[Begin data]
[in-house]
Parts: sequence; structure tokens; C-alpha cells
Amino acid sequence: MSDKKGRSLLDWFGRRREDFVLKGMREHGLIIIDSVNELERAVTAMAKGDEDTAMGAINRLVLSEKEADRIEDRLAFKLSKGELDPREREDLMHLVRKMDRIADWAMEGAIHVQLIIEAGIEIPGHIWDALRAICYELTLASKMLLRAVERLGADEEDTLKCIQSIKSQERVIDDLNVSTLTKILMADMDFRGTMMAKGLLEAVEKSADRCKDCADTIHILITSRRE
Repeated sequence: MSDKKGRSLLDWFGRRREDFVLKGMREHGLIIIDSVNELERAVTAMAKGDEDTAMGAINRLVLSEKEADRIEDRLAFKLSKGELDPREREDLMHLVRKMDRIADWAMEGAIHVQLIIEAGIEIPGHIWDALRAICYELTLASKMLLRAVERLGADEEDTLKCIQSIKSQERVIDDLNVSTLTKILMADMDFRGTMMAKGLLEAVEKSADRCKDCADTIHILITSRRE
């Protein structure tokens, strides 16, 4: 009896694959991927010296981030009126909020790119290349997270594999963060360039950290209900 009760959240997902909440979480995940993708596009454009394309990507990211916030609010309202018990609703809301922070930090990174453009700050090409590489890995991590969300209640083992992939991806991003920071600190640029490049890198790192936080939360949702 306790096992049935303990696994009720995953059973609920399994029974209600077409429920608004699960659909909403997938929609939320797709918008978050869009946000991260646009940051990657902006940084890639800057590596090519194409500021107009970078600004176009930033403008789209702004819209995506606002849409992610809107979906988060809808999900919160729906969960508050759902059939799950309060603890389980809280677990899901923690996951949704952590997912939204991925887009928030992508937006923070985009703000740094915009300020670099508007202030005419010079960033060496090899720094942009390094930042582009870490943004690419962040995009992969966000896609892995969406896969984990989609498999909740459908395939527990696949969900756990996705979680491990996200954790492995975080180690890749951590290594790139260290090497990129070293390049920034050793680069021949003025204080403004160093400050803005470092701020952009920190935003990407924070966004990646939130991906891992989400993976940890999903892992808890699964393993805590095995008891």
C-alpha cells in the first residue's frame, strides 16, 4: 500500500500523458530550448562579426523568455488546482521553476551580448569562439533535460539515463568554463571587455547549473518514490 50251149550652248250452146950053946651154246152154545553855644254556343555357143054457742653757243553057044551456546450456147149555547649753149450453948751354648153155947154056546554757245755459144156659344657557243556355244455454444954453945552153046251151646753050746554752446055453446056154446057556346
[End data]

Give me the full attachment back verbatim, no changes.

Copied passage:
[in-house]
Parts: sequence; structure tokens; C-alpha cells
Amino acid sequence: MSDKKGRSLLDWFGRRREDFVLKGMREHGLIIIDSVNELERAVTAMAKGDEDTAMGAINRLVLSEKEADRIEDRLAFKLSKGELDPREREDLMHLVRKMDRIADWAMEGAIHVQLIIEAGIEIPGHIWDALRAICYELTLASKMLLRAVERLGADEEDTLKCIQSIKSQERVIDDLNVSTLTKILMADMDFRGTMMAKGLLEAVEKSADRCKDCADTIHILITSRRE
Repeated sequence: MSDKKGRSLLDWFGRRREDFVLKGMREHGLIIIDSVNELERAVTAMAKGDEDTAMGAINRLVLSEKEADRIEDRLAFKLSKGELDPREREDLMHLVRKMDRIADWAMEGAIHVQLIIEAGIEIPGHIWDALRAICYELTLASKMLLRAVERLGADEEDTLKCIQSIKSQERVIDDLNVSTLTKILMADMDFRGTMMAKGLLEAVEKSADRCKDCADTIHILITSRRE
């Protein structure tokens, strides 16, 4: 009896694959991927010296981030009126909020790119290349997270594999963060360039950290209900 009760959240997902909440979480995940993708596009454009394309990507990211916030609010309202018990609703809301922070930090990174453009700050090409590489890995991590969300209640083992992939991806991003920071600190640029490049890198790192936080939360949702 306790096992049935303990696994009720995953059973609920399994029974209600077409429920608004699960659909909403997938929609939320797709918008978050869009946000991260646009940051990657902006940084890639800057590596090519194409500021107009970078600004176009930033403008789209702004819209995506606002849409992610809107979906988060809808999900919160729906969960508050759902059939799950309060603890389980809280677990899901923690996951949704952590997912939204991925887009928030992508937006923070985009703000740094915009300020670099508007202030005419010079960033060496090899720094942009390094930042582009870490943004690419962040995009992969966000896609892995969406896969984990989609498999909740459908395939527990696949969900756990996705979680491990996200954790492995975080180690890749951590290594790139260290090497990129070293390049920034050793680069021949003025204080403004160093400050803005470092701020952009920190935003990407924070966004990646939130991906891992989400993976940890999903892992808890699964393993805590095995008891």
C-alpha cells in the first residue's frame, strides 16, 4: 500500500500523458530550448562579426523568455488546482521553476551580448569562439533535460539515463568554463571587455547549473518514490 50251149550652248250452146950053946651154246152154545553855644254556343555357143054457742653757243553057044551456546450456147149555547649753149450453948751354648153155947154056546554757245755459144156659344657557243556355244455454444954453945552153046251151646753050746554752446055453446056154446057556346